22. 22. Implicit Bias Very interesting Harvard research into implicit bias – we don’t realise it, are not ACTIVELY but rather PASSIVELY discriminating There is a site with tests you can do that reveal your bias: Meri Williams, ChromeRose @Geek_Manager
  23. 23. Privilege 101 The number one thing that privilege gives you is a belief that you CAN. (… go to university … work in the industry you want … marry who you want to … get out of bed each morning…) BELIEF YOU CAN IS A PART OF PRIVILEGE. Meri Williams, ChromeRose @Geek_Manager
  24. 24. Privilege 101 The other thing that privilege convinces you of is that you are there because of your skills & abilities. BELIEF YOUR INNATE SKILLS GET YOU WHERE YOU ARE IS A PART OF PRIVILEGE TOO. Meri Williams, ChromeRose @Geek_Manager
  25. 25. Check the Signals You Send • Logistics matter – do all your events exclude people in particular groups? (e.g. those with caring responsibilities) • People can’t judge your intent – only your actions (you can harm without meaning to) • Language matters Meri Williams, ChromeRose @Geek_Manager
  26. 26. Meri Williams, ChromeRose @Geek_Manager
  27. 27. Check If Systems are Loaded Companies that assess effectiveness / performance and then AUTOMATE pay rises based on this tend to reduce the gender pay gap. One interpretation: “Pitching for a pay rise” inherently favours men, who tend to be more confident in their abilities and more comfortable talking up their results. Shy/humble guys suffer too. Meri Williams, ChromeRose @Geek_Manager
  28. 28. Johnny Clegg They taught us to forget our past And live the future in their image … They said “Learn to speak a little bit of English, Don’t be scared of a suit and tie.” Learn to walk in the dreams of the foreigner. I am a third world child. Meri Williams, ChromeRose @Geek_Manager
  29. 29. MOST ADVICE READS AS “BE MORE LIKE A LOUD STRAIGHT CIS AMERICAN WHITE GUY” Finding a way to be successful and still be yourself is important Meri Williams, ChromeRose @Geek_Manager
  30. 30. Frame Guidance Altruistically • Advice which focuses on how to “do better for yourself” has a very limited appeal. (a la “steal more pie”) • Altruistic advice (a la “bake more pie”) appeals to a much broader audience (including non-individualistic cultures…) Meri Williams, ChromeRose @Geek_Manager
  31. 31. When We Reframed Networking… Meri Williams, ChromeRose @Geek_Manager
  32. 32. The Most Important Question Best predictor of recruitment AND retention? Someone’s ability to agree with: “Someone like me can be successful here” Meri Williams, ChromeRose @Geek_Manager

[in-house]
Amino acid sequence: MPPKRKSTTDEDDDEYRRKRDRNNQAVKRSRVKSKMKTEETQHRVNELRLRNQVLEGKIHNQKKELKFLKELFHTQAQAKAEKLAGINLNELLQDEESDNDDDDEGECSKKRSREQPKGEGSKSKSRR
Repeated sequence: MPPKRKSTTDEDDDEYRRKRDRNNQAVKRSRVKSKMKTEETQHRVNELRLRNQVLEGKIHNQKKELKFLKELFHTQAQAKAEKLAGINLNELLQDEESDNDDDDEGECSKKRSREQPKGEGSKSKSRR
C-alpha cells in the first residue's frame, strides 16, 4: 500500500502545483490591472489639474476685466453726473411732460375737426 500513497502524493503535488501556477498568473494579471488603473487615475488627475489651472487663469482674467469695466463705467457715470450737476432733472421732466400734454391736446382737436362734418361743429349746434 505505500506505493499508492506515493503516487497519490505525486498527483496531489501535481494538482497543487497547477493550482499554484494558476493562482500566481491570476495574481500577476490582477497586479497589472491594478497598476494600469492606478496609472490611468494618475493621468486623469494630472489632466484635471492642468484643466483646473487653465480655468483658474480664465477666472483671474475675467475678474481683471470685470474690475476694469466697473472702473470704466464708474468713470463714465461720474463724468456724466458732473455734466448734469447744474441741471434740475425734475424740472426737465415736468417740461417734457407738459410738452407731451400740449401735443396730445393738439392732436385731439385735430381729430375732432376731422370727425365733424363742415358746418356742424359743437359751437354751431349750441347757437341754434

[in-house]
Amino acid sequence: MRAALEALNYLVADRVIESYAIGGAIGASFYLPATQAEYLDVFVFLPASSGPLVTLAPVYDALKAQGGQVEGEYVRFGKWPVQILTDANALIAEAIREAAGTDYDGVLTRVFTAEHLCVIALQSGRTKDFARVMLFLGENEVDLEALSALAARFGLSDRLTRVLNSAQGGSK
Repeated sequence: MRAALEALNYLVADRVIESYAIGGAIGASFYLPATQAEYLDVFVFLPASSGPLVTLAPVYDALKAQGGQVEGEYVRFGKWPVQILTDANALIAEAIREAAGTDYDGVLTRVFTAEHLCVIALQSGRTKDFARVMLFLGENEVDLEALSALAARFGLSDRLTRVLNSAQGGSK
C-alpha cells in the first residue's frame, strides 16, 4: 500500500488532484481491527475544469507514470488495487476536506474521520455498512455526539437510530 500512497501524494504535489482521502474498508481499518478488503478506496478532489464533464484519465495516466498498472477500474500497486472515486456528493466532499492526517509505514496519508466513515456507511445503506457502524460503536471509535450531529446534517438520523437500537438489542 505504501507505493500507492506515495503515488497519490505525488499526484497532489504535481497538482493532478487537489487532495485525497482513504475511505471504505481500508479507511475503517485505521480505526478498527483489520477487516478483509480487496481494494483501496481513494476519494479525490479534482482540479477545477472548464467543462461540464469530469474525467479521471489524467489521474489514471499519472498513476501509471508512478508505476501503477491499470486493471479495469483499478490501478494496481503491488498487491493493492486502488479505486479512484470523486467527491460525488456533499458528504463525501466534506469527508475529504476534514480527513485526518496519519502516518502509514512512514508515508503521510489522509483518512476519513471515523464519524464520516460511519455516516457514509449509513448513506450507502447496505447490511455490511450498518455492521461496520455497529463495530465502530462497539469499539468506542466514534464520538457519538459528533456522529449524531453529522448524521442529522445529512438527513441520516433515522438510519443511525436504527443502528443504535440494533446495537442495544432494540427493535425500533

33. 33. As much as 40% better Much energy is spent if you have to hide your private life, or pretend to be something you’re not Meri Williams, ChromeRose @Geek_Manager
  34. 34. Role Modeling Matters • When a woman presents/represents at recruitment events, more women apply • When you present a monoculture, people make assumptions you won’t like Meri Williams, ChromeRose @Geek_Manager
  35. 35. “Did You Always Know You Wanted to Be So Senior?” Men leaders tend to say: “Yes, I always knew I could do more.” Women leaders tend to say: “No, but my mentors believed in me, and I trusted they were right.” Meri Williams, ChromeRose @Geek_Manager
  37. 37. Diversity is a Spectrum Active hatred & discrimination (*isms) Micro aggressions Meri Williams, ChromeRose Indifference Active inclusion Tolerance @Geek_Manager
  38. 38. So How Do We Move Right Way? 1. STOP allowing underprivileged groups to be pushed away (actively/deliberately OR passively/unintentionally) 2. START building actively inclusive environments Meri Williams, ChromeRose @Geek_Manager
  39. 39. Practical Diversity Recap Some things that help Meri Williams, ChromeRose @Geek_Manager
  40. 40. Practical Diversity 1) 2) 3) 4) 5) 6) 7) 8) Assume fear. Understand risk. Then focus on reducing. Advise people to bake more pie, not steal more pie. Understand & educate about privilege & implicit bias. Connect people with role models. Grow more role models. Encourage them to be visible. “Someone like me can be successful here?” Tell people you believe in that they can. Tell people you believe in that they are there because of their skills. (no one likes being a diversity stat) 9) Find ways to be true to self AND successful. 10) Look at whether your processes/systems discriminate. Fix. Meri Williams, ChromeRose @Geek_Manager
  41. 41. Meri Williams, ChromeRose @Geek_Manager